September 15, 2006, Vol. 229, No.
6, Pages 964-967
travel-induced excitement in dogs
Deborah L. Wells,
Canine Behaviour Centre, School of Psychology,
Queen's University Belfast, Belfast BT7 1NN,
Northern Ireland, UK. (Wells)
—To evaluate the efficacy of
the ambient odor of lavender as a treatment for
travel-induced excitement in dogs.
Animals—32 dogs with a history of
travel-induced excitement in owners' cars.
Procedures—Each dog was studied
during travel in the owner's car to a familiar
walking site during 2 conditions of olfactory
stimulation. The first condition was a control
condition, during which dogs were exposed to no
odor other than that arising naturally from the
environment. The second condition was an
experimental condition during which dogs were
exposed to the ambient odor of lavender. Dogs'
behavior was recorded during the car journey for
3 consecutive days under the control condition
and for 3 consecutive days under the
experimental condition. The percentage of time
spent moving, standing, sitting, resting, and
vocalizing in each condition of olfactory
stimulation was quantified for each dog.
Results—Dogs spent significantly
more time resting and sitting and less time
moving and vocalizing during the experimental
condition. There was no significant relationship
between dogs' behavior and sex, castration
status, day, or the order of exposure to each
Conclusions and Clinical Relevance—Traditional
treatments for travel-induced excitement in dogs
may be time-consuming, expensive, or associated
with adverse effects. Aromatherapy in the form
of diffused lavender odor may offer a practical
alternative treatment for travel-induced
excitement in this species.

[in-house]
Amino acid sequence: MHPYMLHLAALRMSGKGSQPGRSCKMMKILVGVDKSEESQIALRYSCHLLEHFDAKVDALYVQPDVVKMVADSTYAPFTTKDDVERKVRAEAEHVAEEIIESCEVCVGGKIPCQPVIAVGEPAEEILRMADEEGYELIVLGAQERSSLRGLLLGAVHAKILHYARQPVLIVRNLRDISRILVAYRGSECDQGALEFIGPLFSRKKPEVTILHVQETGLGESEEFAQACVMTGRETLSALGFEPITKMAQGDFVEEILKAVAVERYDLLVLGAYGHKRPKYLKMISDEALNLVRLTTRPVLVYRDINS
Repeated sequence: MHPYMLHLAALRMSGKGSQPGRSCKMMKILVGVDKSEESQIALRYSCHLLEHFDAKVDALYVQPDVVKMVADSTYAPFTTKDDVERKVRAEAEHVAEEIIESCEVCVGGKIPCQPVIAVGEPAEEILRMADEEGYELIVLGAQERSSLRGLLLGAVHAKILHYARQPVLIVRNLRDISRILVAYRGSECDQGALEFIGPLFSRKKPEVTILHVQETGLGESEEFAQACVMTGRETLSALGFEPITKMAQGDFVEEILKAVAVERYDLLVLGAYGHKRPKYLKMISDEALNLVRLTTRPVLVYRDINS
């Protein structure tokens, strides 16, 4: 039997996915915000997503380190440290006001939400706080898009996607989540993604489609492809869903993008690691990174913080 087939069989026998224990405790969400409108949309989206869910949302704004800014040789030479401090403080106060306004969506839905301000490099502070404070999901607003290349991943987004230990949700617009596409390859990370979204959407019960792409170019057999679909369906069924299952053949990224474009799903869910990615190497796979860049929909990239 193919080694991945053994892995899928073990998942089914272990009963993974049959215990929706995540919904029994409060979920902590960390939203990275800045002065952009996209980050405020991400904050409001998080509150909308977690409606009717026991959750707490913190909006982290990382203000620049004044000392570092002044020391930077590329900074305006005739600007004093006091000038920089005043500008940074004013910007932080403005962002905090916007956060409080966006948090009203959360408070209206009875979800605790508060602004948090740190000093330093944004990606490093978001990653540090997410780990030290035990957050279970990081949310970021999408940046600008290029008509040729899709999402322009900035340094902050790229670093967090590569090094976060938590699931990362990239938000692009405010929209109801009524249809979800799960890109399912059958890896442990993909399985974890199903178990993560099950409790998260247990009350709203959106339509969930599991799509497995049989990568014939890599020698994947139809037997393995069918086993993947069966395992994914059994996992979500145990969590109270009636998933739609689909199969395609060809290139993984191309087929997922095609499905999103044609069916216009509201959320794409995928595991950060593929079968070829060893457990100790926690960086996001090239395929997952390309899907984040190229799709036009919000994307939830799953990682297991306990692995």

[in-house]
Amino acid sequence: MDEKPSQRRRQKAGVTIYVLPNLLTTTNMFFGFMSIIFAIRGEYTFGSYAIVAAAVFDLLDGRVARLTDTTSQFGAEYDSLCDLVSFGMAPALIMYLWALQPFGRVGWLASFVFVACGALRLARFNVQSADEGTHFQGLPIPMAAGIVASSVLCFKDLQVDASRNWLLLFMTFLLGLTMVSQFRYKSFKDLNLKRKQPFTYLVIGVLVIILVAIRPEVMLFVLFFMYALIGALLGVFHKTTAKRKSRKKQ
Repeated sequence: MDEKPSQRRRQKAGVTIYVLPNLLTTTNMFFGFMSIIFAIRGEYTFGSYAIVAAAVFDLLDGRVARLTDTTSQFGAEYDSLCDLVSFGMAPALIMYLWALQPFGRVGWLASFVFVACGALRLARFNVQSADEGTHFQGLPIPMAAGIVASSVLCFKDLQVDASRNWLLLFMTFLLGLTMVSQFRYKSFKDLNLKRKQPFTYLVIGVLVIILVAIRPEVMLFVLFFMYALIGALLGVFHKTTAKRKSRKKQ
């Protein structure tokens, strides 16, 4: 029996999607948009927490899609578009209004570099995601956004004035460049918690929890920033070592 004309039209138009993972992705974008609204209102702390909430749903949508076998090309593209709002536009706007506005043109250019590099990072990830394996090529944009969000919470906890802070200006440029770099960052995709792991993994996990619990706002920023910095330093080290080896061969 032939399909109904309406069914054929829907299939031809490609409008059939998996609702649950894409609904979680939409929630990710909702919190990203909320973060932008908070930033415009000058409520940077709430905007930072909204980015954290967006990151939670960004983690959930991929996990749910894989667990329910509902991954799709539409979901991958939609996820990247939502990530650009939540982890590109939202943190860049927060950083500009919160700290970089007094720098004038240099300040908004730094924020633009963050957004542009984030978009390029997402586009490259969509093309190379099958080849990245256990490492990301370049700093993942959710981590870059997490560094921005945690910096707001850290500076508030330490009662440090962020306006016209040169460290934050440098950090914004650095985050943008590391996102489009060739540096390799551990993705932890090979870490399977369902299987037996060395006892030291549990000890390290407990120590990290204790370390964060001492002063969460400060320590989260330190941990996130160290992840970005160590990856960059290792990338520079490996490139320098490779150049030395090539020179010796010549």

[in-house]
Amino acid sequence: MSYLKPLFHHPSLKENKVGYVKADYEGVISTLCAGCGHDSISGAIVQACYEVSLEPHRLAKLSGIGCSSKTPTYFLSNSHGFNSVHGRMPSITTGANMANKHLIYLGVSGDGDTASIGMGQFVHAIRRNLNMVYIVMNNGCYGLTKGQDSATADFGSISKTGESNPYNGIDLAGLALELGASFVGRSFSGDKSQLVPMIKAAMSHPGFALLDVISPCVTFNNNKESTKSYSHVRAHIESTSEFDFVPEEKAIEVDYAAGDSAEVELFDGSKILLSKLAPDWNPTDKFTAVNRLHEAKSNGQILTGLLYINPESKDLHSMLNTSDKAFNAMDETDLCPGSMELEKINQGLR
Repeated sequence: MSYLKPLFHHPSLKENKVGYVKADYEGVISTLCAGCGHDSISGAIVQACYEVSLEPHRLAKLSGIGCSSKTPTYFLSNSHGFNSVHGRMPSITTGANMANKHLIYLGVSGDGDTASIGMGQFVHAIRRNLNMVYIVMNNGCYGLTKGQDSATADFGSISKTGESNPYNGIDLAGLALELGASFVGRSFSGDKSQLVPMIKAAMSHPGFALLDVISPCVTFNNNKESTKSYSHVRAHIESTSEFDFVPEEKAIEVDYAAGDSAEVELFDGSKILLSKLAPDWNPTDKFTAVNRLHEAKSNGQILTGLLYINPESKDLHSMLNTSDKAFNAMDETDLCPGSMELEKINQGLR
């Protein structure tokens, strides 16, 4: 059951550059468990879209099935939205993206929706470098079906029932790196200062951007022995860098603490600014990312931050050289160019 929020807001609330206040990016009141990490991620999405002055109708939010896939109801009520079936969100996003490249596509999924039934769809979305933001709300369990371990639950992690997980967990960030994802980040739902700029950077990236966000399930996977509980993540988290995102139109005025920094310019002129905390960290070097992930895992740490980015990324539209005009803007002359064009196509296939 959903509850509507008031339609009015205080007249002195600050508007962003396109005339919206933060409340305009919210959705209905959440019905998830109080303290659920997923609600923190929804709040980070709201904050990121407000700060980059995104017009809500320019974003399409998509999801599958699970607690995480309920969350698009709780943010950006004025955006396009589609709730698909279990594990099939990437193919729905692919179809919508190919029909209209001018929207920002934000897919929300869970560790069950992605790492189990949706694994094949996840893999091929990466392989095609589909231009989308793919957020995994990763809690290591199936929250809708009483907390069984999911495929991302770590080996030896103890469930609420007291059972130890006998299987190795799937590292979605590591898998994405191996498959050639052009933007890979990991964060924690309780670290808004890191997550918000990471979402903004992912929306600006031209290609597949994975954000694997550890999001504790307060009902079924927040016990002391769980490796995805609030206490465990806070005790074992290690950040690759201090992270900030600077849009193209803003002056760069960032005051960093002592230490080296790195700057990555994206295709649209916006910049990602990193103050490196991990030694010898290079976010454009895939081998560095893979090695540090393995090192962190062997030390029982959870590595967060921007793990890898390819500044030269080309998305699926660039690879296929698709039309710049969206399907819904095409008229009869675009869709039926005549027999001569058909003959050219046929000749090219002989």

For those who are not familiar with
Aromatherapy, I would like to explain a little
more about it.
Aromatherapy is a holistic treatment, with the
objective of enhancing a physical, and emotional sense
of well-being through inhalation and massage of
essential oils. Essential oils are derived from plants
and are chosen for their individual therapeutic
qualities that are stimulating, refreshing and sedative.
Aromatherapy also blends perfectly with other natural
healing modalities including herbal therapies.
Aromatherapy is also referred to as the fragrant art
of using selected aromatic oils for therapeutic
purposes. It is one of the fastest growing complementary
therapies in the world and is recognized as one of the
most natural and holistic treatments available in modern
Aromatherapy does not aim to treat disease. Its aim
is to release feelings of well-being, harmony and
improved mental and physical health.
Does your PON
experience motion sickness ? Consider the following
formula under the supervision of your vet:
Roman Chamomile - 10 drops
Ginger - 10 drops
Blend all essential oils in an amber bottle. Have your
PON breath a few drops from a tissue or use a personal
inhaler. Let your PON inhale 30-60 minutes before
departure and also every few minutes while traveling. In
contrast to other remedies, because this is inhaled
instead of swallowed, you don't need to be concerned
about digestive upsets !
PONS sometimes become depressed during false
pregnancies , and under the supervision of your vet, you
may wish to try a Lavender formula:
The balancing properties of Lavender can correct
emotional problems and feelings of instability. It has a
Do NOT add any essential oils directly to
water, as they will not mix water and will rise and stay
on the surface. On the other hand, you can use essential
oils diluted with base oils such as olive, safflower,
jojoba, almond or any other vegetable oil.
Do NOT use essential oils internally and I
advise owners to contact a holistic veterinarian when
using aromatherapy. Please keep us updated on the
success of trying aromatherapy with your PONS !